Starting a family can be a stressful process; there are many things that can affect a couple’s fertility—some which you may not have considered. For whatever reason, it’s often believed that infertility is a women’s issue, so male-factor infertility is commonly overlooked. But the fact is, males are found to be solely responsible for 20-30% of infertility cases.
At Arizona Center for Reproductive Endocrinology & Infertility, we ask for a thorough medical history and plan testing—for both female and male partners before jumping into treatments.. Our goal is to help couples have a baby, and discovering the cause behind infertility (whether it be a female or male factor) is essential.
The frequent causes of male infertility are:
- Low sperm count
- Low sperm motility
- Abnormal sperm morphology (shape and/or size)
- Issues with semen structure or composition
Why might these happen? There are several factors that can affect a male’s infertility, here are the five most common ones.
Most people know the impact a woman’s age can have on fertility, but a man’s age can have an effect on fertility as well. Although a man may continue to produce new sperm throughout his life, the quality of his sperm can be negatively affected by age. The amount of semen and sperm motility continually decrease as men get older. In fact, the risk of miscarriage is substantially higher for women whose male partner is older than 45 (versus those who have partners younger than 25).
Men who smoke, or have been exposed to secondhand smoke, often have reduced fertility. Smoking has been linked to decreased sperm count, lower sperm motility, and poor sperm morphology; it may also affect the DNA contained in sperm.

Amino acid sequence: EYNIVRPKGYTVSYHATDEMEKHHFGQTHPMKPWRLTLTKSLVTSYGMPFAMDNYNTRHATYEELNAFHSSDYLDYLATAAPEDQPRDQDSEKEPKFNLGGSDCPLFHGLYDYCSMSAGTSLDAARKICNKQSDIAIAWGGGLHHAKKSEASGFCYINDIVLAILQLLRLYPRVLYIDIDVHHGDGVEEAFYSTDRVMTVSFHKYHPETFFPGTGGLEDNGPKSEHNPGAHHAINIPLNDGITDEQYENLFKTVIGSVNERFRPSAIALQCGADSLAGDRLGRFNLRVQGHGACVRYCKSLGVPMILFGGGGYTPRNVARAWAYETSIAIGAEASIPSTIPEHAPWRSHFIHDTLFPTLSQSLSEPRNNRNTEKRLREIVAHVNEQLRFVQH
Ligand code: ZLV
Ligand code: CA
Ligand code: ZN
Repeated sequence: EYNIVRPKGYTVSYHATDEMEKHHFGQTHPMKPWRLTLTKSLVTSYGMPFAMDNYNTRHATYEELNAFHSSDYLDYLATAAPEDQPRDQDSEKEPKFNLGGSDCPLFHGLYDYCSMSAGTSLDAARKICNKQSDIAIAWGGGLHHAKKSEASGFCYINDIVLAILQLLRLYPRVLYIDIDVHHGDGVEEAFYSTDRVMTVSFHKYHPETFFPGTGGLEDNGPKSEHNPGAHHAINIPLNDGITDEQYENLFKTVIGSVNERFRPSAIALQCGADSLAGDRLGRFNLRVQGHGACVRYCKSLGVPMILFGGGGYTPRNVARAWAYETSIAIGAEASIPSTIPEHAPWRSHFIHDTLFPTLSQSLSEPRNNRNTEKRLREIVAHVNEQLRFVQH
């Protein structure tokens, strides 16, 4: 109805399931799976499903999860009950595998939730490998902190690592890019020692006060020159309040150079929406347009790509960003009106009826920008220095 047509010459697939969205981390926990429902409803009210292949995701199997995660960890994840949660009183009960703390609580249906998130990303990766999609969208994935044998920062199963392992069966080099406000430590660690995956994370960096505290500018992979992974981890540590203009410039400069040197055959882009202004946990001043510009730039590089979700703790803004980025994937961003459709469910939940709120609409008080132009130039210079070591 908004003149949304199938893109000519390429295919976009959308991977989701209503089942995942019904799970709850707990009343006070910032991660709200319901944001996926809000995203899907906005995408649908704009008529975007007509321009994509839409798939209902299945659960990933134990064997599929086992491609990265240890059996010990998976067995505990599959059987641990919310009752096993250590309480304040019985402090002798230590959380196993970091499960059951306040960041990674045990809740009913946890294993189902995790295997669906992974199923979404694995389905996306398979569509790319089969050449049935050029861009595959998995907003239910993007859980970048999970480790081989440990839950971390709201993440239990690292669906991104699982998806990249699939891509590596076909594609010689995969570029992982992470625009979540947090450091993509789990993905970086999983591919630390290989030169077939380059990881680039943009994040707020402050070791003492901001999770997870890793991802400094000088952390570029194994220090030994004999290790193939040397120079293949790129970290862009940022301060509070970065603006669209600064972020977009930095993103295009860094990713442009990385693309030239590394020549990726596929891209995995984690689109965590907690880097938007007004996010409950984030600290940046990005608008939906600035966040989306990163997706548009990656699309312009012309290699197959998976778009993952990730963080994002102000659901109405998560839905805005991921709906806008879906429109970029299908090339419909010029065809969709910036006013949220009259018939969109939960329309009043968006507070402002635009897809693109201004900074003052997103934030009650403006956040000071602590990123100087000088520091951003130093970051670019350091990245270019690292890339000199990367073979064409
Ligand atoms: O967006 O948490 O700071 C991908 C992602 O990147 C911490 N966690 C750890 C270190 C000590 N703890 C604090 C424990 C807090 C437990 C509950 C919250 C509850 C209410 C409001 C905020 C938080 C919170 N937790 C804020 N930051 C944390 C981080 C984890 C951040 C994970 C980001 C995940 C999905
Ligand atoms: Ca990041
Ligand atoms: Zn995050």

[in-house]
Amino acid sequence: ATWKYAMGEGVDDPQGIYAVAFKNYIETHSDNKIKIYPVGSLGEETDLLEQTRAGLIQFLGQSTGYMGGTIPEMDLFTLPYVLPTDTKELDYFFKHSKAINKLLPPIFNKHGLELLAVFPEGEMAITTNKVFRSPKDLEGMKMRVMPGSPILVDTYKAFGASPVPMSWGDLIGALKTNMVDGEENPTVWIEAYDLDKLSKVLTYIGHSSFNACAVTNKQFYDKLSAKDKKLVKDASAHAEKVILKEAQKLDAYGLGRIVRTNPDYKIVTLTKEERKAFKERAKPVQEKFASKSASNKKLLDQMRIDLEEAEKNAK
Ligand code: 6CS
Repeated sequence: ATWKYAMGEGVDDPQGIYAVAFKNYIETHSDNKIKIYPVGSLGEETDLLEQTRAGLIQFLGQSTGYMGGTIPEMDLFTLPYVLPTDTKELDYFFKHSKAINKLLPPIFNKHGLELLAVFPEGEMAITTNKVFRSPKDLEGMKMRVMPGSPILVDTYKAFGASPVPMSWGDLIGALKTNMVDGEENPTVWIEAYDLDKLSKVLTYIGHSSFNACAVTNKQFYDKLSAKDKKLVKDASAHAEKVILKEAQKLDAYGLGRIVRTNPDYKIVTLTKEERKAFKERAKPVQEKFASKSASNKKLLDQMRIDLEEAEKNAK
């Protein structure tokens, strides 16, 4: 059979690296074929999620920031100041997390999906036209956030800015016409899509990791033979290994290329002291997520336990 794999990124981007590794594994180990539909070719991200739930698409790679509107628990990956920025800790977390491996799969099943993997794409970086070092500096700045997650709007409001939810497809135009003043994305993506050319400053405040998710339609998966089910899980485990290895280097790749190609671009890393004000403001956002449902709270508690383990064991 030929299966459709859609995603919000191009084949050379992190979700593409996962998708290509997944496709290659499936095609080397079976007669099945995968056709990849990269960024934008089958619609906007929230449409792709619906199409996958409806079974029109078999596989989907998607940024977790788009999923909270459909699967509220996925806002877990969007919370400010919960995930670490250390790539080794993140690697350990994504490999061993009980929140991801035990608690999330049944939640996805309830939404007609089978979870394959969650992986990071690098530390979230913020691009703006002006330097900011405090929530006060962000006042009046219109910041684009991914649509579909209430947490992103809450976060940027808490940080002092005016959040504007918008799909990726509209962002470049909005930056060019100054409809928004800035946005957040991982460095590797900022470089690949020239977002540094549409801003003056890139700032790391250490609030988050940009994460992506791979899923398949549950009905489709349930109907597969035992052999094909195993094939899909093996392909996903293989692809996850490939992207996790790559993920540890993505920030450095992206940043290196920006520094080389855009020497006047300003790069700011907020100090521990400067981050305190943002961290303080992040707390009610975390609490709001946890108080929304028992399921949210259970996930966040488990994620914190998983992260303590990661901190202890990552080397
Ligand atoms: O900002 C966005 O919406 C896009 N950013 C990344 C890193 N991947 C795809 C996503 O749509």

Alcohol can lower testosterone levels, cause erectile dysfunction, reduce libido, and decrease sperm production. Prolonged or excessive drinking can also lead to liver disease, which can impact fertility. A 2014 study published by BMJ Open, found that consuming just five alcoholic drinks a week can reduce sperm quality, and that more alcohol is correlated with weaker sperm.
Weight—whether it’s being overweight or underweight—can negatively impact a man’s sperm count and can decrease libido. Healthy eating and regular exercise are necessary for general wellbeing, but both are especially important when trying to conceive.
Heat, in extreme amounts, especially around the testicles, can impair sperm production and function, as well as damage the DNA in sperm. This includes heat from hot tubs, saunas, and electronics. However, this is typically only a temporary effect, and usually happens in extreme conditions or with regular exposure, so it shouldn’t be too great a concern.
Treating Male Infertility
If you are worried about your fertility or possible conditions that may lead to infertility, our team at AZCREI can help. During your initial consultation, we’ll discuss possible causes and then schedule the appropriate tests to help us determine the best treatment options (for either male-factor infertility or female-factor infertility).
In general, male infertility may be treated through medical, surgical, or assisted reproductive therapies. Typically, we will try to treat the underlying medical cause of male infertility first. If that doesn’t solve the problem, we will move on to more advanced treatments, including Intracytoplasmic Sperm Injection (ISCI) or utilizing a sperm donor.
Ultimately, it’s our goal to help every couple have a healthy, happy baby. There very well might be a combination of both male and female factors that are causing the difficulty behind conceiving. As we go through testing and creating a treatment plan, we always try to optimize fertility—on both sides—and correct any problems to achieve a pregnancy.
For more information on how AZCREI can help you have a baby or to schedule a visit, give us a call at (520) 326-0001 or contact us online.